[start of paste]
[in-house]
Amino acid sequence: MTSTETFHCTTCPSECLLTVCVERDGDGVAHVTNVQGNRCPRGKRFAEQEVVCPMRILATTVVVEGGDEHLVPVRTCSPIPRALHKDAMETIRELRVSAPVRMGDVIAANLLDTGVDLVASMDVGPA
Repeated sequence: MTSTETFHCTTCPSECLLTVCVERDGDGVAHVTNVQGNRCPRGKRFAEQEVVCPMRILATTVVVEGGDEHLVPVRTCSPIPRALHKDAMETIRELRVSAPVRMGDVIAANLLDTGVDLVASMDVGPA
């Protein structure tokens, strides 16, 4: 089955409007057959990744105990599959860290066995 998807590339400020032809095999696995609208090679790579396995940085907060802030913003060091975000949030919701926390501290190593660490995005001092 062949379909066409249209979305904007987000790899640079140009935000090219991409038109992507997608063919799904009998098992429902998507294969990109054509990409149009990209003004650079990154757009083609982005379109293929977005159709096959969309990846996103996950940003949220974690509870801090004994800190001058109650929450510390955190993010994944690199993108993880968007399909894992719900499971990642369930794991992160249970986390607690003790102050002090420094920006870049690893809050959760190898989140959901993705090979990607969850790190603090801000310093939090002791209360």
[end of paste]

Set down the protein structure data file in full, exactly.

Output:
[in-house]
Amino acid sequence: MTSTETFHCTTCPSECLLTVCVERDGDGVAHVTNVQGNRCPRGKRFAEQEVVCPMRILATTVVVEGGDEHLVPVRTCSPIPRALHKDAMETIRELRVSAPVRMGDVIAANLLDTGVDLVASMDVGPA
Repeated sequence: MTSTETFHCTTCPSECLLTVCVERDGDGVAHVTNVQGNRCPRGKRFAEQEVVCPMRILATTVVVEGGDEHLVPVRTCSPIPRALHKDAMETIRELRVSAPVRMGDVIAANLLDTGVDLVASMDVGPA
């Protein structure tokens, strides 16, 4: 089955409007057959990744105990599959860290066995 998807590339400020032809095999696995609208090679790579396995940085907060802030913003060091975000949030919701926390501290190593660490995005001092 062949379909066409249209979305904007987000790899640079140009935000090219991409038109992507997608063919799904009998098992429902998507294969990109054509990409149009990209003004650079990154757009083609982005379109293929977005159709096959969309990846996103996950940003949220974690509870801090004994800190001058109650929450510390955190993010994944690199993108993880968007399909894992719900499971990642369930794991992160249970986390607690003790102050002090420094920006870049690893809050959760190898989140959901993705090979990607969850790190603090801000310093939090002791209360």